A listed entity should act ethically and responsibly – beyond mere compliance with legal obligations and involves acting with honesty, integrity and in a manner that is consistent with the reasonable expectations of investors and the broader community.
Of more direct relevance to NFP NGOs, Principle 9 (Culture and Ethics) of the AICD Good Governance Principles and Guidance for Not-for-Profit Boards states even more simply:
The board sets the tone for ethical and responsible decision-making throughout the organisation.
Today Australian corporate and prudential regulators, the Australian Securities and Investments Commission (ASIC) and the Australian Prudential Regulatory Authority (APRA) have published much guidance about the board’s role in setting and maintaining culture leading to the development of a number of useful resources to assist boards to think about this difficult topic. It is perhaps time the charities regulator, Australian Charities and Not-for-profits Commission (ACNC) did so for the NFP sector. In response to these, publications abound which typically arm boards with the tools and guidance to understand, identify, set, monitor and manage culture. However, it is most important to start with understanding the extent to which the culture or dynamic of the board itself impacts on the organisation.
An organisation’s culture is not usually in a single discrete ‘layer’ but rather is something of a multi-layered cake. Depending on their perspective (and even their job within the organisation) some people might for instance be most concerned with, say, the ‘risk culture’ layer or the ‘compliance culture’, the ‘consumer-focused care culture’, the ‘leadership culture’ or the ‘team culture’ layer of the organisation. The cultural layer with which this paper is most concerned can be considered as the top layer of the cake – it focuses on the governance culture of the organisation. The organisation’s governance culture is driven by the values, attitudes and behaviours of the board itself to governance – and even the board’s internal dynamic. The resulting governance culture, in turn, drives or at least heavily impacts the broader organisational culture.
Developing a strong positive culture is especially critical in the NFP sector where employees are often motivated by a desire to be a part of an organisation that ‘does good’ and are easily disenchanted and often lost by organisations that do not live their stated values. The costly and time-consuming matter of staff turnover is one reason alone for paying attention to organisational culture. Funding bodies and donors also demand greater accountability today for their precious resources being put to good purposes by NFPs. When they see a lack of oversight that leads to resources being squandered by poor behaviour, their confidence – and valuable dollars – can be easily lost. The ‘social licence’ of NFP NGOs more broadly might even be at risk if organisational culture is not kept in check; the charitable taxation and other benefits extended to NFP organisations are given as a result of the community’s confidence in the work of NFPs and might just as easily be taken away if that confidence is lost.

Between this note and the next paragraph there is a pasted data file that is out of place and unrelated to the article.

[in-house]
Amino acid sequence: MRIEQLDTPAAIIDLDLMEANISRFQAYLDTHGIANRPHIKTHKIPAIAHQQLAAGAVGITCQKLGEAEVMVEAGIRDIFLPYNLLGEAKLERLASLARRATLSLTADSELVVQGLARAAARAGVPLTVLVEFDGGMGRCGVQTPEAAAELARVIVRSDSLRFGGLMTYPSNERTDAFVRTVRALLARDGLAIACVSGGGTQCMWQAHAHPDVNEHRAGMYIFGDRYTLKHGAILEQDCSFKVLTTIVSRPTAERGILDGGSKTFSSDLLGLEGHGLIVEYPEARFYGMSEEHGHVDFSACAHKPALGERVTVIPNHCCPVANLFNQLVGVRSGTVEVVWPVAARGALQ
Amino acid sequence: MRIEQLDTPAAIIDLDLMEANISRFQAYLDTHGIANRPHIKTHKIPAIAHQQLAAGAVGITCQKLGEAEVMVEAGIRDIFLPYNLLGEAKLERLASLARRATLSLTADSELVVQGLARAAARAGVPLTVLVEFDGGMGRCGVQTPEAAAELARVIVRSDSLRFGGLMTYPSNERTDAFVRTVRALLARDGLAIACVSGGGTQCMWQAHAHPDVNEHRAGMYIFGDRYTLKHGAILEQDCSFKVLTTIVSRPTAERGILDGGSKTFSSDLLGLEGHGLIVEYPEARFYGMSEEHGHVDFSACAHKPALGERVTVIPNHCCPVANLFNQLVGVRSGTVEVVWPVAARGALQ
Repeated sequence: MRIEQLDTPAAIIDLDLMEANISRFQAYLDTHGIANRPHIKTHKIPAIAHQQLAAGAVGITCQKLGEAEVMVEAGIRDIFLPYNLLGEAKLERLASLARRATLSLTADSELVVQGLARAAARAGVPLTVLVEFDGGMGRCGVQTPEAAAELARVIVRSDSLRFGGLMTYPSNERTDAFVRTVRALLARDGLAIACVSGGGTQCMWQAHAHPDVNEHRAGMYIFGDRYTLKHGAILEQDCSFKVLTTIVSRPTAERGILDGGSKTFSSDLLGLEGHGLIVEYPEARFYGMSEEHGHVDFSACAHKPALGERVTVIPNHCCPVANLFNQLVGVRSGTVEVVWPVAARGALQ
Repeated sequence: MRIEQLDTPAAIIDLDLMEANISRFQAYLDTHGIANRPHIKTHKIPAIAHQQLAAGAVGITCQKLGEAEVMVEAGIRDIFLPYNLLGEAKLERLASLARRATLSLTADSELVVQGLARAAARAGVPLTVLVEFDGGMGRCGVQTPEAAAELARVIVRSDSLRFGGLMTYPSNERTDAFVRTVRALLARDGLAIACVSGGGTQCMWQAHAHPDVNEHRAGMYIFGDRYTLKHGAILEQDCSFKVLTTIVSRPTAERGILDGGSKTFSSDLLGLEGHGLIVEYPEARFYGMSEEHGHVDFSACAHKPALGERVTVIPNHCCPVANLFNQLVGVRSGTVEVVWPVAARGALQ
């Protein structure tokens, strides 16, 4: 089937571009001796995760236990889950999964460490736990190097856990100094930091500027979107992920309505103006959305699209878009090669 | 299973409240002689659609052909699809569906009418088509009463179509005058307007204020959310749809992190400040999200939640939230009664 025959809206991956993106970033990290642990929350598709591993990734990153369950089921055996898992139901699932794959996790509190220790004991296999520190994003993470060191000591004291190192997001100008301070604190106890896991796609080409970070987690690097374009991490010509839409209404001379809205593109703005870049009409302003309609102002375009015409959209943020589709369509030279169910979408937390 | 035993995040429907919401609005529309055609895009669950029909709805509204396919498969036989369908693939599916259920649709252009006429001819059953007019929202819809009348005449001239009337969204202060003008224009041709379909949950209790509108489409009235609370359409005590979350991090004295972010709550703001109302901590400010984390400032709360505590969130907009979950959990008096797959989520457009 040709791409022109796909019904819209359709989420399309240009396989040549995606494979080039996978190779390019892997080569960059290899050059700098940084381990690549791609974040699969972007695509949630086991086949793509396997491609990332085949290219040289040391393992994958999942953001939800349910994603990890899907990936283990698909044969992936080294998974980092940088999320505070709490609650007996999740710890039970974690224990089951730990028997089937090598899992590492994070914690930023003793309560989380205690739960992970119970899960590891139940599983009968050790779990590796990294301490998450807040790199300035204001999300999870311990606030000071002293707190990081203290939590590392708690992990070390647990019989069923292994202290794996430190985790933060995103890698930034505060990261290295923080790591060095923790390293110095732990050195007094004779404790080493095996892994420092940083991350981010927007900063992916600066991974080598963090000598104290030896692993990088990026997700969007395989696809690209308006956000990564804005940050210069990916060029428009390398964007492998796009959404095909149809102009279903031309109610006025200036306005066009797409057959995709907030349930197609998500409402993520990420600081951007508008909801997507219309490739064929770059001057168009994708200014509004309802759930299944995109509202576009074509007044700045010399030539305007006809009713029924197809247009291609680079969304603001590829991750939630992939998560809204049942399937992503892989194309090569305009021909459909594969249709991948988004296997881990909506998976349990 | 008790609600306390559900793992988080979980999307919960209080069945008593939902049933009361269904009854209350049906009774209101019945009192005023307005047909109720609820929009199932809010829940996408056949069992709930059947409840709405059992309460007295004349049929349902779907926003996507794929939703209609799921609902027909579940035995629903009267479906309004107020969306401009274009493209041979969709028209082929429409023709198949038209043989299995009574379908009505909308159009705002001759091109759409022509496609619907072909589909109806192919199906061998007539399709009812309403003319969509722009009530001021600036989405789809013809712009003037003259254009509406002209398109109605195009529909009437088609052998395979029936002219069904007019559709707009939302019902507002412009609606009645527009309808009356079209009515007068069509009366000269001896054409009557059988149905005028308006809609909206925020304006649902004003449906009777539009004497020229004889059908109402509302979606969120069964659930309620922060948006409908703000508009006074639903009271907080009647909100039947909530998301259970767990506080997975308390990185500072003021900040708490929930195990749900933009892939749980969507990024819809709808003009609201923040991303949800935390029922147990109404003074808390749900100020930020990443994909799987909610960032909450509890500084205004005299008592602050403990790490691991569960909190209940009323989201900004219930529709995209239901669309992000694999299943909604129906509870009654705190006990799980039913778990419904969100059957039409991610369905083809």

In its 2017 not-for-profit governance and performance study, AICD reported that the majority of respondents (who are directors serving in non-for-profit organisations) believed that the NFP organisation they serve has a strong, positive organisational culture. The majority of respondents agreed that culture of the board reflects the desired culture of the organisation.
However, many of these respondents recognised their organisation’s lack of formal systems and controls to oversee culture. Nearly half of the respondents indicated that their board does not include culture as part of the board agenda in the past twelve months (52% out of 1,260 directors), and do not receive reports or evaluate KPIs on organisational culture in the past twelve months (48% out of 1,260 directors). Nearly half of the respondents (42%) agreed that their board is passive in overseeing organisational culture. To improve this circumstance, board must take a stronger and more proactive leadership in steering the organisational culture.
Governance leadership: starting with the board’s own culture
So if following good-governance regulatory recipes doesn’t produce good boards, what does? The key isn’t structural, it’s social. The most involved, diligent, value-adding boards may or may not follow every recommendation in the good-governance handbook. What distinguishes exemplary boards is that they are robust, effective social systems.
We have already stated that the organisation’s culture starts at the top with the board. Before looking at some of the tools and practices boards might use to support the development of a positive organisational culture, one of the most important things for the board to focus on is its own culture. Every interaction amongst the board and between board and management is an opportunity for the board to model and embed a positive culture or a negative culture. As the above quote from commentator Jeffrey Sonnenfeld puts it, the exemplary board that establishes such a positive culture is one that can be described as a “robust effective social system”.
The components of the board that can be considered a ‘robust effective social system’ boil down to two simple (but not easy to achieve) concepts:
- A good board enjoys and thrives in a climate of mutual trust, respect and honesty – this is the dynamic both amongst board members and between board and management, which makes for open discussion, debate and constructive dissent; it features board members who can disagree without being disagreeable, with better decision-making being the result; and
- A sense of individual accountability amongst board members – that drives them to take their role seriously, work hard and be present and active in their participation in the meetings and work of the board, even in areas in which they may not be so comfortable (e.g. in the financial governance responsibilities).